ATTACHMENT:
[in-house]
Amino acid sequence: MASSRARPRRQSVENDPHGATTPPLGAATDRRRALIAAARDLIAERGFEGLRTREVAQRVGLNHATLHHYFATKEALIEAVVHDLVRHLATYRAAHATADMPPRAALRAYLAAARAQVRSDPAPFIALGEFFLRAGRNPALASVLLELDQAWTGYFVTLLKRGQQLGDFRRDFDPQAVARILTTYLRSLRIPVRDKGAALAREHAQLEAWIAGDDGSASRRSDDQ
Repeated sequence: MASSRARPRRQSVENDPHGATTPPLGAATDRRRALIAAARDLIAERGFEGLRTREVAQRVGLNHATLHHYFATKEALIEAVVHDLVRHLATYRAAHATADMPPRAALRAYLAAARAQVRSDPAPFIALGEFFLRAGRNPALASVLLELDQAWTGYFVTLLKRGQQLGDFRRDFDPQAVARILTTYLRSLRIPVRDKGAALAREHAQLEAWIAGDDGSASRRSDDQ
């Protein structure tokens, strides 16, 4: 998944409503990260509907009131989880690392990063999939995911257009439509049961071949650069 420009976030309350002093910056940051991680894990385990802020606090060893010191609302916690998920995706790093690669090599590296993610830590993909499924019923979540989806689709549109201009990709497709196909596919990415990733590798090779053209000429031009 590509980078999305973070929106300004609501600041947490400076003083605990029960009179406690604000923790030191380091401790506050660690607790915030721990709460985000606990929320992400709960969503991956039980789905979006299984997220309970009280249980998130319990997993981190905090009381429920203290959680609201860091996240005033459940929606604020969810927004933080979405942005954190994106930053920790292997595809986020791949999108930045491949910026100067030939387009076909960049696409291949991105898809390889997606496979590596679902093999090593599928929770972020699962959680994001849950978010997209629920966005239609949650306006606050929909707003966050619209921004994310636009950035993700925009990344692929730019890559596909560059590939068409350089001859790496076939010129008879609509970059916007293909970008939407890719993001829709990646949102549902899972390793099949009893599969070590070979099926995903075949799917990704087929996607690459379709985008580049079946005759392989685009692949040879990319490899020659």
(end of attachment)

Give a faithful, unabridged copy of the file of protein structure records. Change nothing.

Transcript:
[in-house]
Amino acid sequence: MASSRARPRRQSVENDPHGATTPPLGAATDRRRALIAAARDLIAERGFEGLRTREVAQRVGLNHATLHHYFATKEALIEAVVHDLVRHLATYRAAHATADMPPRAALRAYLAAARAQVRSDPAPFIALGEFFLRAGRNPALASVLLELDQAWTGYFVTLLKRGQQLGDFRRDFDPQAVARILTTYLRSLRIPVRDKGAALAREHAQLEAWIAGDDGSASRRSDDQ
Repeated sequence: MASSRARPRRQSVENDPHGATTPPLGAATDRRRALIAAARDLIAERGFEGLRTREVAQRVGLNHATLHHYFATKEALIEAVVHDLVRHLATYRAAHATADMPPRAALRAYLAAARAQVRSDPAPFIALGEFFLRAGRNPALASVLLELDQAWTGYFVTLLKRGQQLGDFRRDFDPQAVARILTTYLRSLRIPVRDKGAALAREHAQLEAWIAGDDGSASRRSDDQ
């Protein structure tokens, strides 16, 4: 998944409503990260509907009131989880690392990063999939995911257009439509049961071949650069 420009976030309350002093910056940051991680894990385990802020606090060893010191609302916690998920995706790093690669090599590296993610830590993909499924019923979540989806689709549109201009990709497709196909596919990415990733590798090779053209000429031009 590509980078999305973070929106300004609501600041947490400076003083605990029960009179406690604000923790030191380091401790506050660690607790915030721990709460985000606990929320992400709960969503991956039980789905979006299984997220309970009280249980998130319990997993981190905090009381429920203290959680609201860091996240005033459940929606604020969810927004933080979405942005954190994106930053920790292997595809986020791949999108930045491949910026100067030939387009076909960049696409291949991105898809390889997606496979590596679902093999090593599928929770972020699962959680994001849950978010997209629920966005239609949650306006606050929909707003966050619209921004994310636009950035993700925009990344692929730019890559596909560059590939068409350089001859790496076939010129008879609509970059916007293909970008939407890719993001829709990646949102549902899972390793099949009893599969070590070979099926995903075949799917990704087929996607690459379709985008580049079946005759392989685009692949040879990319490899020659």